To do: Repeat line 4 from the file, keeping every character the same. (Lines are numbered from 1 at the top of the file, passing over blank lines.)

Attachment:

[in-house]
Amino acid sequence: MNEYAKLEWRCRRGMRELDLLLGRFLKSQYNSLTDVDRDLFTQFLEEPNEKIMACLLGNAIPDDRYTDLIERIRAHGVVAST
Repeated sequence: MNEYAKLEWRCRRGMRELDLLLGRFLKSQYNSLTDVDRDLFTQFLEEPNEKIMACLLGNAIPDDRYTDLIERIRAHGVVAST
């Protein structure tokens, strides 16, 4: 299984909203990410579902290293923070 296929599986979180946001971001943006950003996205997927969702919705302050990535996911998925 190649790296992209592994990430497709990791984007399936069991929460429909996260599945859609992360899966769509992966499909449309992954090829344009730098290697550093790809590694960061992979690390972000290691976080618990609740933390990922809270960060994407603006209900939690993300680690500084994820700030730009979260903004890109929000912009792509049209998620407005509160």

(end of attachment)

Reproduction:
């Protein structure tokens, strides 16, 4: 299984909203990410579902290293923070 296929599986979180946001971001943006950003996205997927969702919705302050990535996911998925 190649790296992209592994990430497709990791984007399936069991929460429909996260599945859609992360899966769509992966499909449309992954090829344009730098290697550093790809590694960061992979690390972000290691976080618990609740933390990922809270960060994407603006209900939690993300680690500084994820700030730009979260903004890109929000912009792509049209998620407005509160």